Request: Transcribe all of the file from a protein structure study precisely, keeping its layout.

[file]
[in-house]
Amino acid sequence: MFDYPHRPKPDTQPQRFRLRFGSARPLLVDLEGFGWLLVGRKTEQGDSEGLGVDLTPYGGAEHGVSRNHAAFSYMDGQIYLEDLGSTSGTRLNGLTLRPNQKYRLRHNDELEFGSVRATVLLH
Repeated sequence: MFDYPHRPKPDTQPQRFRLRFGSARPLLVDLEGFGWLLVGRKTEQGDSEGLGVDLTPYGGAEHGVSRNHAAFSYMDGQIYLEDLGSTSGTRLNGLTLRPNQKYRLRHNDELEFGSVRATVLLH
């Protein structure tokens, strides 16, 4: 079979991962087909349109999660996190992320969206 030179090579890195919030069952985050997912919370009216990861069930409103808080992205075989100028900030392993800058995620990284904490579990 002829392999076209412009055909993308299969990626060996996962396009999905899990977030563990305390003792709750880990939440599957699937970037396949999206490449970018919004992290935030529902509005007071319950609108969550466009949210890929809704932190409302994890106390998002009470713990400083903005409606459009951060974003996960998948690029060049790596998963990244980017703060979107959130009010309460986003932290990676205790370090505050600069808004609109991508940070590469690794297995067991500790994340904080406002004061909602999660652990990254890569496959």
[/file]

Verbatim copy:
[in-house]
Amino acid sequence: MFDYPHRPKPDTQPQRFRLRFGSARPLLVDLEGFGWLLVGRKTEQGDSEGLGVDLTPYGGAEHGVSRNHAAFSYMDGQIYLEDLGSTSGTRLNGLTLRPNQKYRLRHNDELEFGSVRATVLLH
Repeated sequence: MFDYPHRPKPDTQPQRFRLRFGSARPLLVDLEGFGWLLVGRKTEQGDSEGLGVDLTPYGGAEHGVSRNHAAFSYMDGQIYLEDLGSTSGTRLNGLTLRPNQKYRLRHNDELEFGSVRATVLLH
């Protein structure tokens, strides 16, 4: 079979991962087909349109999660996190992320969206 030179090579890195919030069952985050997912919370009216990861069930409103808080992205075989100028900030392993800058995620990284904490579990 002829392999076209412009055909993308299969990626060996996962396009999905899990977030563990305390003792709750880990939440599957699937970037396949999206490449970018919004992290935030529902509005007071319950609108969550466009949210890929809704932190409302994890106390998002009470713990400083903005409606459009951060974003996960998948690029060049790596998963990244980017703060979107959130009010309460986003932290990676205790370090505050600069808004609109991508940070590469690794297995067991500790994340904080406002004061909602999660652990990254890569496959």